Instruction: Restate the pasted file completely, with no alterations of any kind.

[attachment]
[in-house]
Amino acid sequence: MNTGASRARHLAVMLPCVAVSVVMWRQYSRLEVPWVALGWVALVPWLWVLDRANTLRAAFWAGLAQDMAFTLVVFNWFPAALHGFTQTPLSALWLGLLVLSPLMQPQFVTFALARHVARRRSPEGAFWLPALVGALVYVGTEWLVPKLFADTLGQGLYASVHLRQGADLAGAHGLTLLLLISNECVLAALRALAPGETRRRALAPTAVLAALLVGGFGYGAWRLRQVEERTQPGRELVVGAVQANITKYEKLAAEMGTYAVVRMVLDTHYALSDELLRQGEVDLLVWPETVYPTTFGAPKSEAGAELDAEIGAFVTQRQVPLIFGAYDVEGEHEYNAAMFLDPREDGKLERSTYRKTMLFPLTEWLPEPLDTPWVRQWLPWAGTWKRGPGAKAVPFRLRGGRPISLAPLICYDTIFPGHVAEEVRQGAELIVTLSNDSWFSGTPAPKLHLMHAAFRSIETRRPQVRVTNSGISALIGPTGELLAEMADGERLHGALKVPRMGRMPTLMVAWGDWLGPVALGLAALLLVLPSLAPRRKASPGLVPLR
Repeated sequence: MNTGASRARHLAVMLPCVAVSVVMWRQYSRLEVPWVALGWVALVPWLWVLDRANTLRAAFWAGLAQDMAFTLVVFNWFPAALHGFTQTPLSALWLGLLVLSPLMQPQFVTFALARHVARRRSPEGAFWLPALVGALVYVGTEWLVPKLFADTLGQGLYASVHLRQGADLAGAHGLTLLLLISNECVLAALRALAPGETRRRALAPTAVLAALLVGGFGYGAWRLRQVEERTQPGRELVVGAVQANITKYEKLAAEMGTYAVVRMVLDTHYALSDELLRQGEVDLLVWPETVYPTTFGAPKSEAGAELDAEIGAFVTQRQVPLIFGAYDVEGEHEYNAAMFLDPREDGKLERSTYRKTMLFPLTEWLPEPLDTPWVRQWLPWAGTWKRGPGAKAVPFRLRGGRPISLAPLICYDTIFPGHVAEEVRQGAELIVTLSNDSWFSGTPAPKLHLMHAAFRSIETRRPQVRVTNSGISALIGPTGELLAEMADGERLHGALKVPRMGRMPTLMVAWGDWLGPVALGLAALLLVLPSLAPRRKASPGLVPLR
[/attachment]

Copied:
[in-house]
Amino acid sequence: MNTGASRARHLAVMLPCVAVSVVMWRQYSRLEVPWVALGWVALVPWLWVLDRANTLRAAFWAGLAQDMAFTLVVFNWFPAALHGFTQTPLSALWLGLLVLSPLMQPQFVTFALARHVARRRSPEGAFWLPALVGALVYVGTEWLVPKLFADTLGQGLYASVHLRQGADLAGAHGLTLLLLISNECVLAALRALAPGETRRRALAPTAVLAALLVGGFGYGAWRLRQVEERTQPGRELVVGAVQANITKYEKLAAEMGTYAVVRMVLDTHYALSDELLRQGEVDLLVWPETVYPTTFGAPKSEAGAELDAEIGAFVTQRQVPLIFGAYDVEGEHEYNAAMFLDPREDGKLERSTYRKTMLFPLTEWLPEPLDTPWVRQWLPWAGTWKRGPGAKAVPFRLRGGRPISLAPLICYDTIFPGHVAEEVRQGAELIVTLSNDSWFSGTPAPKLHLMHAAFRSIETRRPQVRVTNSGISALIGPTGELLAEMADGERLHGALKVPRMGRMPTLMVAWGDWLGPVALGLAALLLVLPSLAPRRKASPGLVPLR
Repeated sequence: MNTGASRARHLAVMLPCVAVSVVMWRQYSRLEVPWVALGWVALVPWLWVLDRANTLRAAFWAGLAQDMAFTLVVFNWFPAALHGFTQTPLSALWLGLLVLSPLMQPQFVTFALARHVARRRSPEGAFWLPALVGALVYVGTEWLVPKLFADTLGQGLYASVHLRQGADLAGAHGLTLLLLISNECVLAALRALAPGETRRRALAPTAVLAALLVGGFGYGAWRLRQVEERTQPGRELVVGAVQANITKYEKLAAEMGTYAVVRMVLDTHYALSDELLRQGEVDLLVWPETVYPTTFGAPKSEAGAELDAEIGAFVTQRQVPLIFGAYDVEGEHEYNAAMFLDPREDGKLERSTYRKTMLFPLTEWLPEPLDTPWVRQWLPWAGTWKRGPGAKAVPFRLRGGRPISLAPLICYDTIFPGHVAEEVRQGAELIVTLSNDSWFSGTPAPKLHLMHAAFRSIETRRPQVRVTNSGISALIGPTGELLAEMADGERLHGALKVPRMGRMPTLMVAWGDWLGPVALGLAALLLVLPSLAPRRKASPGLVPLR